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Steep increase in rental rates forcing some St. Louisans out of their homes

The costs are putting even good tenants in bad situations.

ST. LOUIS — A bathroom remodel can be stressful--especially a surprise bathroom remodel like Quantez Johnson walked into one day in his Tower Grove apartment.

“In my lease, they're supposed to give me 24-hour notice. They didn't. They never gave me any notice. They're just coming up in my apartment,” said Johnson.

It's just one of the headaches Johnson's been dealing with as the new owners of the building where he’s lived for nearly five years renovate the place—and try to kick him out.

“They decided to try to what we think is move everybody out so that they can raise the rents and bring other people,” said Kennedy Moehrs Gardner, Johnson’s eviction defense coordinator at the Metropolitan St. Louis Equal Housing and Opportunity Council.

“Also, they tried to get them all to vacate the premises as well by giving them 30-day notices to vacate,” said Gardner. “Fortunately, he hasn't been behind on his rent at all, so there's really no reason for them to be able to evict him other than them just trying to do that. But he is having trouble finding a place within his price range in the area that he wants to be in now.”

Gardner says they’re still working through the legality of Johnson’s case, but he’s just one of thousands of people in the St. Louis area dealing with the cost of rising rents, in some cases squeezing them out.

5 On Your Side analyzed the Zillow Observed Rent Index for St. Louis. It shows rental prices are up nearly 8% from 2020—and that's after an annual rise of about 3% for the five years prior.

“It's incredible how much the rents in St. Louis have gone up,” said TJ Pearson, an eviction defense attorney with EHOC.

Put into real terms: if you pay $900 per month in rent, that equates to $10,800 per year. With an 8% increase, that’s $972 per month and $11,664 per year—the difference almost as much as paying for an extra month of rent in the year.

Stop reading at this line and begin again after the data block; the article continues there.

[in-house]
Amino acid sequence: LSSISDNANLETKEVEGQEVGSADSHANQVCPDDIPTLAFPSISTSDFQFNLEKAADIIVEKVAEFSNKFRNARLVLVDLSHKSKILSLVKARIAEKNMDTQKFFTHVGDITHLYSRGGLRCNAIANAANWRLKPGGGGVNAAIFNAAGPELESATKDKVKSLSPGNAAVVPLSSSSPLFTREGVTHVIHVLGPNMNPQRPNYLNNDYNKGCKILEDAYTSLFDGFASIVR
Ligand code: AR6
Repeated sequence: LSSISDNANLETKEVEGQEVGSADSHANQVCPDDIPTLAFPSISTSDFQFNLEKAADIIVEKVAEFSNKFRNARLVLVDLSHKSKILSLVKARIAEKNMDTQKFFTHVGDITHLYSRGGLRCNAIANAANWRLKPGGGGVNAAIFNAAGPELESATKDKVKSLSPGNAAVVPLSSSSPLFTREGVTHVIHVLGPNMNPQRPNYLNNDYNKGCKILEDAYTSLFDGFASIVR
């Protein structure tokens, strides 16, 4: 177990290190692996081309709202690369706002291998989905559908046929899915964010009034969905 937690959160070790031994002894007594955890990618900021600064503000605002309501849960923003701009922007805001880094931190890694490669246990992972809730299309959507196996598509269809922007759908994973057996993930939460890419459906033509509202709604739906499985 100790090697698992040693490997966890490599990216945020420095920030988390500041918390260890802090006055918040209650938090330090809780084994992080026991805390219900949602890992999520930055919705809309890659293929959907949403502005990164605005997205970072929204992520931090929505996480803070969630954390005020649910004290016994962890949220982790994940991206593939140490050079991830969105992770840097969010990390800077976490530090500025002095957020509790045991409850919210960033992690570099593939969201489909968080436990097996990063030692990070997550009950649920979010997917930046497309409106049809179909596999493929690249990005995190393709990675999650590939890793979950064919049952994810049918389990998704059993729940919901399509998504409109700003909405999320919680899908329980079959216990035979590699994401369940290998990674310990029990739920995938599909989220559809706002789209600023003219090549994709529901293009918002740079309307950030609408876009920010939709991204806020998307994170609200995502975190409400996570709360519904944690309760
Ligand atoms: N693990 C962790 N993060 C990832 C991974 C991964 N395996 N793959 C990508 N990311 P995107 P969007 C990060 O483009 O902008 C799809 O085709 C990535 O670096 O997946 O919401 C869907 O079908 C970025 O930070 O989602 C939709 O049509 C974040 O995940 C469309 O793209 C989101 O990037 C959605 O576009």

In some cases, especially ones in which developers are “flipping” affordable properties to create higher-end units, the rent can double—and that’s not something many people can afford, said Pearson.

“There are so many people from here that are going to be priced out that have families here,” said Pearson. “It's definitely changing the demographics of the city, and it's going to be a long-term impact for sure.”

While rising rent can often force tenants out, Pearson said it’s been a busy year overall when it comes to helping people stay in their homes. Sometimes it’s a parent who must choose between paying rent, going to work, and hiring childcare; some tenants are dealing with landlords who didn’t fully understand the eviction moratorium or other renters protections; many clients are still without work or making less money than pre-pandemic.

“The emotions coming in are always really intense, and that's one of the hardest parts of the job, for sure,” said Pearson.

And even with eviction moratoriums in place, there have been more than 11-thousand eviction filings in St. Louis since March of 2020, according to research by the Princeton University project Eviction Lab.

“It can totally change someone's life for the worse. Simply having an eviction filing on your record can make it incredibly difficult to ever rent again,” said Pearson.

That’s why Johnson keeps fighting—hoping his new landlord will at least buy him out of his lease while he searches for a new one.

“I shouldn't have to go through this,” said Johnson. “This is stressful.”

If you or someone you know is facing eviction or struggling with rental payments, you can speak with an EHOC tenant advocate at 314-534-5800. Mediation for eviction cases are also available; call EHOC at 314-534-5800 or visit their website for more information.